Lotus tests its 1972-hp Evija without ESC or torque vectoring
Ever since the first three of the Lotus Evija prototypes got out in the open in November, handling chief Gavan Kershaw has been hard at work both at Hethel and in Italy (we’re guessing Nardó) to perfect the EV’s chassis. What makes “engineering prototype #2” special is that it’s the most advanced car of the three Evija prototypes, featuring customer-specification suspension, powertrain, brakes, and the full carbon-fiber body. What’s more, it’s fitted with hydraulics to support the development of the car’s active aerodynamics, and inside, it has key elements such as production seats and what Lotus refers to as the “ski slope-style” floating centre console.
For now, it’s unclear how much of the proposed 1972 horsepower Mr. Kershaw has under his right foot in this second prototype, but from his description, it seems the Evija couldn’t get more driver-focused than this stage of the development process. This is his detailed assessment:
“The car is in a completely pure state at the moment, with no stability control or torque-vectoring. This is so we can evaluate the fundamentals of the chassis to create the mechanical advantage before the other layers, such as the electronics, are added. It means we can really read the car. Later we can tune what we’ve gained as a mechanical advantage as we add layers. It’s the Lotus way—get the fundamentals right from the start and use baseline aerodynamics, suspension kinematics, and geometry to feel the vehicle’s response.
“I feel really at home in it, it’s really drivable. We assessed the stability and agility through tight corners. We did brisk accelerations to work out the torque split and looked at tire grip and response.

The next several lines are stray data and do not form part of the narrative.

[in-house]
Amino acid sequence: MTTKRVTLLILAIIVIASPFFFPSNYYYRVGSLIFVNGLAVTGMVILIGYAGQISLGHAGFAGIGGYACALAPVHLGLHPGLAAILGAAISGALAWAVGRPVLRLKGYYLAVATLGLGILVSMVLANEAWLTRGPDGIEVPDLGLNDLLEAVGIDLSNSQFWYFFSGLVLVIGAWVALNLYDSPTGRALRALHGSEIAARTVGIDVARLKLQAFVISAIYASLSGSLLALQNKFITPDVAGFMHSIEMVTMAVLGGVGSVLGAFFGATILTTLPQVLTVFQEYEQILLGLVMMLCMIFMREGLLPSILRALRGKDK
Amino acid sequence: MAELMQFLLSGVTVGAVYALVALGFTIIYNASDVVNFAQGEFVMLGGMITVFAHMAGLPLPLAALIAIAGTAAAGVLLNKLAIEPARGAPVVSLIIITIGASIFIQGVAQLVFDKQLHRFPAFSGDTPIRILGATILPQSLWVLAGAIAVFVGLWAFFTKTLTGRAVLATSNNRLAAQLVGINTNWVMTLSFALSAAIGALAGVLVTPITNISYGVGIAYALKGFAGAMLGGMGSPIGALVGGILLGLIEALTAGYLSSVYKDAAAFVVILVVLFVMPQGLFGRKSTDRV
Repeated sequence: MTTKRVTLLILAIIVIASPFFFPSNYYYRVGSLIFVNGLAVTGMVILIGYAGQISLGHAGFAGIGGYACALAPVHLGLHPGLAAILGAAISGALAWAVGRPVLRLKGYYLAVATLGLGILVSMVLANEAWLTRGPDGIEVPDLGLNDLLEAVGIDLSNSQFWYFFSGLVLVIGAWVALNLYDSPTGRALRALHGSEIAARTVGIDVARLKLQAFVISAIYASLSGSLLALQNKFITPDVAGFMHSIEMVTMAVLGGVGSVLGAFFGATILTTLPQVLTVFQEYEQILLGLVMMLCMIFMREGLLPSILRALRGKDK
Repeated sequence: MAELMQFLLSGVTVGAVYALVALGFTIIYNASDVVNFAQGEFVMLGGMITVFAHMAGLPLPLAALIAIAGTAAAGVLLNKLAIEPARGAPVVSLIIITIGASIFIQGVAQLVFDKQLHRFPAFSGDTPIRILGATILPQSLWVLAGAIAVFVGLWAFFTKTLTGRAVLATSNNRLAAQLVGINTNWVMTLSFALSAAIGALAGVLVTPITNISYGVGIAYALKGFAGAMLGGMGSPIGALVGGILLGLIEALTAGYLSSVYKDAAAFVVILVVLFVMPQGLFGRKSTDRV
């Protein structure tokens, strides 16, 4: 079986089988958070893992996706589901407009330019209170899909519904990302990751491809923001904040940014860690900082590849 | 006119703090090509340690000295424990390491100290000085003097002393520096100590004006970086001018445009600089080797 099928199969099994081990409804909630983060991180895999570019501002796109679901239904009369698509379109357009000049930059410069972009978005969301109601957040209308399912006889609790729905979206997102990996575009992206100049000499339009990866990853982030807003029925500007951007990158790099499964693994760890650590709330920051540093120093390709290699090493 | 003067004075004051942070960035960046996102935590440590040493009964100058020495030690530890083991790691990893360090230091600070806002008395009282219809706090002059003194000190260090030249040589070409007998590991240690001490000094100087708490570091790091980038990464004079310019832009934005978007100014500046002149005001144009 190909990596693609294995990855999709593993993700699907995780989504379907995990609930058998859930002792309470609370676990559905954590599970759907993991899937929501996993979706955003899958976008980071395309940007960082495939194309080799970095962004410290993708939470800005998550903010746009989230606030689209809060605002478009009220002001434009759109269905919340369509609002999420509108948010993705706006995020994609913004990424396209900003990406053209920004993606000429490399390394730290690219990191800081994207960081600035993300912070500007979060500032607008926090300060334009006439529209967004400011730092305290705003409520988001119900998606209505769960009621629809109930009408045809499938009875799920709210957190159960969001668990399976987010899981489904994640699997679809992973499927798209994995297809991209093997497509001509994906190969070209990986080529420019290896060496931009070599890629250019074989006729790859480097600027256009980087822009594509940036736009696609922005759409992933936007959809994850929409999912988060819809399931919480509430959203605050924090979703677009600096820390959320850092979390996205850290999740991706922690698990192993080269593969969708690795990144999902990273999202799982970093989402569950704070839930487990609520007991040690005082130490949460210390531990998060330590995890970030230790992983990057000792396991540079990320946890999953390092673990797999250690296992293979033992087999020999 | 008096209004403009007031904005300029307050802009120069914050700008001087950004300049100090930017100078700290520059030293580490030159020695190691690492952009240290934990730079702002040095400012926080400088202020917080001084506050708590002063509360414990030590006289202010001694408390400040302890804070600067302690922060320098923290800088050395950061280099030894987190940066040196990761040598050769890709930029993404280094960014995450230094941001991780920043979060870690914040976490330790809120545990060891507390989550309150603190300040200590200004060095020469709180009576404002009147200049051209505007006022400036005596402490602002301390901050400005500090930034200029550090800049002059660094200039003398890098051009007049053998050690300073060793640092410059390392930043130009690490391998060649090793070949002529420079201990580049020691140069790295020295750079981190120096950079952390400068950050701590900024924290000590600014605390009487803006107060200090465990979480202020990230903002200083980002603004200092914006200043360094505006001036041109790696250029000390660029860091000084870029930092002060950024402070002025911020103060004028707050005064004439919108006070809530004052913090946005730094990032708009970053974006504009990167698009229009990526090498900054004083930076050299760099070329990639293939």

“Lotus has always been about “input equals output,” so if you do something you get a response, and that’s what we’re balancing now. It’s all about the detail so, for example, we’re validating the progressive response from the pedals. We know there’s an enormous amount of torque but drivers will only want it when they ask for it with their right foot. It’s about getting that throttle balance right.
“We assessed steering-wheel angle versus vehicle response at different speeds to ensure the car feels nimble at 30 mph as well as 200 mph.”
Think about that for a second: the forces involved when you have almost 2000 horsepower in a car weighing roughly as much as a loaded 2020 Subaru Outback SUV—a 2000-hp car that’s not only capable of over 200 mph but also ready to tackle a sharp corner right after that straight. Following the Lotus principles with this EV tech onboard is uncharted territory, but that’s what chassis development is all about. As Mr. Kershaw continues:
“Through testing like this we can work on every element, like how connected you feel to the car, the driving position, location of the primary controls and visibility. It’s all about validating how the thousands of hours of computer simulations actually translate into the vehicle. It’s a two-fold process: proving they were the correct targets in the first place, and that the results are accurately translating into the car.
“It’s also about bringing in experience from other vehicles—what we know from driving the Exige and the Evora, the Lotus GT race cars—and making sure that core Lotus DNA is all at its absolute best in the Evija.”
Again, I can’t stress enough how challenging it will be to follow up on the Evora’s benchmark handling. At roughly 3700 pounds, the Evija is the heaviest Lotus to date, and there’s only so much one can do about vehicle mass. However, Gavan Kershaw seems enthusiastic about Hethel’s ambitions:
“It’s really exciting for me. I love this part of developing any Lotus because it’s proving the mechanical design and the physics behind everything is right, and then working with our engineers to enhance the experience and give the car a true Lotus character. It’s the step-by-step stuff we do with every Lotus—the Evija is no different.
“It’s another chapter in my 30+ years at this company. Yes, I’ve got a big smile on my face because it’s the latest tech, it’s a Lotus and we’re at the forefront again.”
We have a feeling the electronics will be sorted on this one. And if anybody can come up with a solid plan to hide that mass, it’s going to be Lotus.